The South Mersey Marshes (Mount Manisty) by Shaun Hickey.

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South Mersey Mersey Marshes – Mount Manisty

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A small group of bird watchers are lucky enough to have access to the South Mersey Marshes once a month to carry out a BTO Wetland Bird Survey. We have three areas to cover which include; Mount Manisty, the Point and Ince/Frodsham Marshes.

When a BTO WeBs counter is issued an area on the Mersey Marshes to count birds then it would be advisable to have a pair of decent wellies, because you will return across a marsh that has just been covered with the tide and is very, very wet. During the summer months the area of the marsh is waist high in vegetation so that can add to difficult walking conditions. Today I have been issued the task of counting the wildfowl and waders at this Mount Manisty.

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The other sites within the vicinity is Stanlow Point. This area is a sandstone outcrop on Stanlow Island and is part of the sandstone ridge that extends south-east to Whitchurch.

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The counters day begins 3-4 hours before high tide and we all meet at the oil refinery to be checked in with site security. From here we head to another part of the site to receive a visitor pass and another security check. We park our vehicles and get ready for the day ahead.

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An oil refinery mini bus takes us to the small ferry where we cross the Manchester Ship Canal and onto the Mersey Marshes. This part of the refinery is very much in use with oil tankers bringing crude oil in and other tankers taking the finished products out and beyond to the outside world. Once across the ship canal we pass through a locked gate and onto Stanlow Island. A small walk takes us passed some disused building and down to the area where the River Gowy enters the Mersey Estuary after syphoning under the Manchester Ship Canal we have just passed over.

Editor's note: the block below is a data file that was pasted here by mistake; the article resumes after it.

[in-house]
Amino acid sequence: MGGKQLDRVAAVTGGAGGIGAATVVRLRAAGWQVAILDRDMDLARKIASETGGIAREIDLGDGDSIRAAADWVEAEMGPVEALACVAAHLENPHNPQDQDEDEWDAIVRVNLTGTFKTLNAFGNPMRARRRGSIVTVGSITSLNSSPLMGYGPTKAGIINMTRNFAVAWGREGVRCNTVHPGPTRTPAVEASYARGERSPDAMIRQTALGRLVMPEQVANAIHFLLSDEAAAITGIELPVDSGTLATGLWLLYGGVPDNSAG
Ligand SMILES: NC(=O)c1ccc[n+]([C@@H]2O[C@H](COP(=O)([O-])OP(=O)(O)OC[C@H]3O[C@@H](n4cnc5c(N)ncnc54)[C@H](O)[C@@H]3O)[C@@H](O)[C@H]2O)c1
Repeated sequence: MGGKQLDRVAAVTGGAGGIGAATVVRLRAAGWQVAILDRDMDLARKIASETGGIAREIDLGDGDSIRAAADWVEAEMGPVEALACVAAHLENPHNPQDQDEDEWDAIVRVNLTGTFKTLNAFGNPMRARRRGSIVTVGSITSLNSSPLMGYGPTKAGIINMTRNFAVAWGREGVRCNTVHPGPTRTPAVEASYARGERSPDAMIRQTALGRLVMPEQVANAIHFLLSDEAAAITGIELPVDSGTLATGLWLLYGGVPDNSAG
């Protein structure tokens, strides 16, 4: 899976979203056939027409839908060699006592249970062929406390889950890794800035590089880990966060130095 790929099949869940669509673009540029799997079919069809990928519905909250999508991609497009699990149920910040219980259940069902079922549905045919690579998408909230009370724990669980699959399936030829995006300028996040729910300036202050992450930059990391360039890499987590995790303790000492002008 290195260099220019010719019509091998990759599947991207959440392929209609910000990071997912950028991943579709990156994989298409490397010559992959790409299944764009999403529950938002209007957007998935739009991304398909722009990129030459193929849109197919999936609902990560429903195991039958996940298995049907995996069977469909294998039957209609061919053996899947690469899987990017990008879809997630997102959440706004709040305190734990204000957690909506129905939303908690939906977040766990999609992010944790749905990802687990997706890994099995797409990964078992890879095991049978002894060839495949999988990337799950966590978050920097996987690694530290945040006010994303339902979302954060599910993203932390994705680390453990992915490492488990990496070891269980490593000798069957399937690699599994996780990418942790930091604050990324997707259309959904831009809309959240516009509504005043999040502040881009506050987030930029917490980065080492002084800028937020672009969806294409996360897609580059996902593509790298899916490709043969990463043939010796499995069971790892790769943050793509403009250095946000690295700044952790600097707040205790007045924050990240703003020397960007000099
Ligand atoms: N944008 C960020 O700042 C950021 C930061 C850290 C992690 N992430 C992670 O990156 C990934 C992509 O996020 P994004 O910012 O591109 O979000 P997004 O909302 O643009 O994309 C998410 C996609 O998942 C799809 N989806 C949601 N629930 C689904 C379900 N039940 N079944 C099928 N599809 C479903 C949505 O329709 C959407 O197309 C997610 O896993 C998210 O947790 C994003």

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We usually approach the river where the Gowy enters a deep tidal channel and it is from this point we get to see what birds are feeding on the exposed mud. The usual species are Eurasian Teal with Common Redshank, Common Shelduck and Mallard. The Eurasian Teal can be in their 1000’s during the winter months and to see them take to air in one huge flock is truly magical. After an initial briefing we head off in our various directions to cover the estuary. For me it’s a six mile round trip to Mount Manisty and Manisty Bay and to give you some perpesptive for people who are not familiar with this area, then the site is alongside the Manchester Ship Canal at Ellesmere Port, Cheshire and directly opposite from Liverpool Airport across the mile wide river.